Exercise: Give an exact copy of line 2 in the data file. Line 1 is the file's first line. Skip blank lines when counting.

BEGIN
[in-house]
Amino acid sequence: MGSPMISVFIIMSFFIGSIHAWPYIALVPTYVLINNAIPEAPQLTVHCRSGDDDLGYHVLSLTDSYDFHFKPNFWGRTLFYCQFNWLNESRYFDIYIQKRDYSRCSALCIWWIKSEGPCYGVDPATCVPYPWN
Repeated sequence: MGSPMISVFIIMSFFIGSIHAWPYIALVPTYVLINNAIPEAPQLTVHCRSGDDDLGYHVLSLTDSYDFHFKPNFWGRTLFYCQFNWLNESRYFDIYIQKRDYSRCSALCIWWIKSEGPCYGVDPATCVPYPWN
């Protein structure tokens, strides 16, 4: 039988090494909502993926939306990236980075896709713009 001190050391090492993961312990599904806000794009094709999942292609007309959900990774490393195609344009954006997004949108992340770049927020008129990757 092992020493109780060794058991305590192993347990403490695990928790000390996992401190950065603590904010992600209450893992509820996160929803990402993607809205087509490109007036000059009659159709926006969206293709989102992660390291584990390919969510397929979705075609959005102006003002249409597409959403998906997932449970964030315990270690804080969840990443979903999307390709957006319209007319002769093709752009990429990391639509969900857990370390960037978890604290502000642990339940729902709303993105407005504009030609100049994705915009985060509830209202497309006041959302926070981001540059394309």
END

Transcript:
Amino acid sequence: MGSPMISVFIIMSFFIGSIHAWPYIALVPTYVLINNAIPEAPQLTVHCRSGDDDLGYHVLSLTDSYDFHFKPNFWGRTLFYCQFNWLNESRYFDIYIQKRDYSRCSALCIWWIKSEGPCYGVDPATCVPYPWN